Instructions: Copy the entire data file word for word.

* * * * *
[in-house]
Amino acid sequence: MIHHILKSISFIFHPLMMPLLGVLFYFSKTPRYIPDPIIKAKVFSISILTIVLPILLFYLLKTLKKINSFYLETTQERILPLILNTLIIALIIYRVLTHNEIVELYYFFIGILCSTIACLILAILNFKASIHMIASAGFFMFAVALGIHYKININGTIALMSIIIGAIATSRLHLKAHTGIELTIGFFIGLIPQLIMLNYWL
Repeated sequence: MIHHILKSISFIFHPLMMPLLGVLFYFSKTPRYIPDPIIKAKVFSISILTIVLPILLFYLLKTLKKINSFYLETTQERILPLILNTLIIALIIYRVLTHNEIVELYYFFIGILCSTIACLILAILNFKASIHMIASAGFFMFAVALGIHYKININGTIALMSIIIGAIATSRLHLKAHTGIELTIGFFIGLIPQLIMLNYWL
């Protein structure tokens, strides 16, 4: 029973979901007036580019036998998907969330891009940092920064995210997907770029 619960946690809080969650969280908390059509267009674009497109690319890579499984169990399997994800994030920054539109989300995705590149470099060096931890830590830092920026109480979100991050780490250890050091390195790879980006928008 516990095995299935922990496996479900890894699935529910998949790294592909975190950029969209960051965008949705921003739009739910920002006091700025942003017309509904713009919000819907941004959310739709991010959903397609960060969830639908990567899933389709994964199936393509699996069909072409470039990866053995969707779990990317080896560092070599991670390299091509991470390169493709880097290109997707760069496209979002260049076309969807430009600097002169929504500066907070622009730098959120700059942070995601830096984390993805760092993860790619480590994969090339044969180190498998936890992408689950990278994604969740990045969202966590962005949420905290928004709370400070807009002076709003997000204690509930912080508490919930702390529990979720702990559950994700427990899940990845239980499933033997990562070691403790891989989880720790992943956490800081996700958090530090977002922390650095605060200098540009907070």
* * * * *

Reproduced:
[in-house]
Amino acid sequence: MIHHILKSISFIFHPLMMPLLGVLFYFSKTPRYIPDPIIKAKVFSISILTIVLPILLFYLLKTLKKINSFYLETTQERILPLILNTLIIALIIYRVLTHNEIVELYYFFIGILCSTIACLILAILNFKASIHMIASAGFFMFAVALGIHYKININGTIALMSIIIGAIATSRLHLKAHTGIELTIGFFIGLIPQLIMLNYWL
Repeated sequence: MIHHILKSISFIFHPLMMPLLGVLFYFSKTPRYIPDPIIKAKVFSISILTIVLPILLFYLLKTLKKINSFYLETTQERILPLILNTLIIALIIYRVLTHNEIVELYYFFIGILCSTIACLILAILNFKASIHMIASAGFFMFAVALGIHYKININGTIALMSIIIGAIATSRLHLKAHTGIELTIGFFIGLIPQLIMLNYWL
């Protein structure tokens, strides 16, 4: 029973979901007036580019036998998907969330891009940092920064995210997907770029 619960946690809080969650969280908390059509267009674009497109690319890579499984169990399997994800994030920054539109989300995705590149470099060096931890830590830092920026109480979100991050780490250890050091390195790879980006928008 516990095995299935922990496996479900890894699935529910998949790294592909975190950029969209960051965008949705921003739009739910920002006091700025942003017309509904713009919000819907941004959310739709991010959903397609960060969830639908990567899933389709994964199936393509699996069909072409470039990866053995969707779990990317080896560092070599991670390299091509991470390169493709880097290109997707760069496209979002260049076309969807430009600097002169929504500066907070622009730098959120700059942070995601830096984390993805760092993860790619480590994969090339044969180190498998936890992408689950990278994604969740990045969202966590962005949420905290928004709370400070807009002076709003997000204690509930912080508490919930702390529990979720702990559950994700427990899940990845239980499933033997990562070691403790891989989880720790992943956490800081996700958090530090977002922390650095605060200098540009907070």